I have listened to Bob Dylan’s “Goin To Acapulco” (The Basement Tapes are in the car at the moment) quite a bit recently and at first listen it seems one of his more whiney efforts. Maybe a lament about fame perhaps or the difficulties of travel or the benefits of non monogamy. It could be any or all of these, but slowly, slowly the quiet warmth of its descriptions of loving have captured another little bit of my imagination. Part of the appeal of the song is its languorous, half arsed, almost somnolent rhythms: as if the effort of it all is just about too much.
There’s nothing approaching profundity or obscurity here, it all seems obvious. The chorus (Goin’ to Acapulco, goin’ on the run/Goin’ down to see some girl, gonna have some fun) is almost Ramones like in its banality, but it states incredibly starkly what is hoped for: fun, sex, escape. These are valuable things, these are the milestones of living in such a way as to maintain the capacity for joy and pleasure.
Throughout “Goin’ To Acapulco” Dylan’s narrator maps out a very late sixties kind of relationship with his lover, Rosemarie, marked by the usual casual sex and open ended domestic arrangements. Rosemarie knows the score (“She puts it to me plain as day/and gives it to me for a song”); she knows that love is not some contract to be pointscored, that love is a gift. A gift without terms and conditions, a gift that is never going to change the world, a gift that doesn’t require a prior purchase. It isn’t about compliance to some standard or template. Just a gift, a gift that is not about desire but about the need for love itself.
Dylan’s narrator needs love but it doesn’t make him special: “And I’m just the same as anyone else/when it comes to scratching for my meat.” Quite the opposite really, love brings Dylan’s narrator down to earth: ” I just make it down to Rosemarie’s and get somethin’ quick to eat.” It is not specialness or individuality or enrichment: it is about sustenance. Rosemarie is a figure that operates to deprive Dylan’s narrator of all of his importance, Rosemarie and Dylan’s narrator are lovers because they sustain each other: not because of who they are or aren’t.
And because they sustain each other when ” the wheel don’t drop, and the train don’t stop” it doesn’t really matter, they have enough in the tank to keep going. They keep it simple, and uncomplicated. But they also take what they do for each other seriously: “Now if someone offers me a joke, I just say no thanks/I try to tell it like it is, and stay away from pranks.” And it doesn’t end with fidelity (casual though it is) because it is really about care: “Everytime you know when the well runs dry/I just go pump on it some” sings the narrator.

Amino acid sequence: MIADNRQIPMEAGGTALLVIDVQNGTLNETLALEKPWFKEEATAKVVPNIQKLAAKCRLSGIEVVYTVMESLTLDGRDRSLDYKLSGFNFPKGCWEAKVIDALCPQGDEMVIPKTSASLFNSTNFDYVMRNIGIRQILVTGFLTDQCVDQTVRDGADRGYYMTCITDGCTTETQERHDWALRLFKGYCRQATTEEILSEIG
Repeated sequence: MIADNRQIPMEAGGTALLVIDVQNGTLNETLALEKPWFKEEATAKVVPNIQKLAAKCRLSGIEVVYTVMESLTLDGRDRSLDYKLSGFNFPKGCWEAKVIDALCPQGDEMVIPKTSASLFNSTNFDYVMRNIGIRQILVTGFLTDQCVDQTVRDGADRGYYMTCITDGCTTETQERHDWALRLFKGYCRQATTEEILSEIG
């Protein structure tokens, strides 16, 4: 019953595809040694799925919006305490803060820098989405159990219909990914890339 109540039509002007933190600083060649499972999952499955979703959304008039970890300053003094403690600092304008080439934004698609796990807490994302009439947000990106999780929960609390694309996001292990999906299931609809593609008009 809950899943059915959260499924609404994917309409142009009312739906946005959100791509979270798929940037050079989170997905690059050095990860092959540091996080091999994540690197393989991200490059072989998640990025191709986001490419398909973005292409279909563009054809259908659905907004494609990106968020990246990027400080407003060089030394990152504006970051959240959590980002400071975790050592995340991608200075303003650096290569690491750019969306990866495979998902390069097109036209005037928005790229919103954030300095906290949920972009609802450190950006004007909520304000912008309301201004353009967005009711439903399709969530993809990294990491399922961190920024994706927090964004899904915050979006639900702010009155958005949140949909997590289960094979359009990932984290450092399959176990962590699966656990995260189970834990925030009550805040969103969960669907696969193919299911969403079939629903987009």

Rosemarie in the closing is classically positioned (in phallocentric terms): “Rosemarie, she likes to go to big places/And just sit there, waitin’ for me to come.” But the pumping and waiting are motifs of care, applications of attention and labour, not of release. There is no climax. Just offerings, spaces made, time shared.
I think what has entranced me is not the mother-lover figure of Rosemarie (who strikes me as knowing what she wants and how to get it and also that it doesn’t depend on meeting some scruffy guy in Mexico) but rather the gentleness with which each accepts the gifts of the other.
There is an openness, a willingness to acknowledge the limitations of the other. And for me this is a powerful contrast to the simplicity of the song, the complexity of acknowledging the other is what enables fun, sex, and escape.
When we’re young we don’t know enough about the other, we can’t see responsibility as it applies to others only ourselves. That why it appears so simple when we’re twenty. But even back then it wasn’t simple, it wasn’t easy and responsibility free: it just looked that way. The complexity and responsibility of loving isn’t less when we’re young, the complications that seem so apparent now were right there, even then. I didn’t think of them, didn’t know to look for them, and wouldn’t have wanted to know.
The hurt and joy of back then are testimony to their presence. Complexity and complication are the hallmarks of dealing with an actual complicated, complex other. We can respond to complexity and complication with resentment about the attention and labour it requires of us, but when we do it right (when we give and receive) we sustain and are sustained. Acknowledgments are mutual, our own complicatedness and complexity is acknowledged while we do the same.
This is a better deal than carefree days holding hands. Being barefoot in the park never deals with our own complexity. So Dylan’s narrator and Rosemarie know that complexity is everywhere but knowing that they need love they take the simple step of conceding their own and each other’s complexity. By this means love becomes simple again: others are what they are and I can only love what they are. And because we can’t be loved alone this is the step we all take, or try to, or avoid, or deny.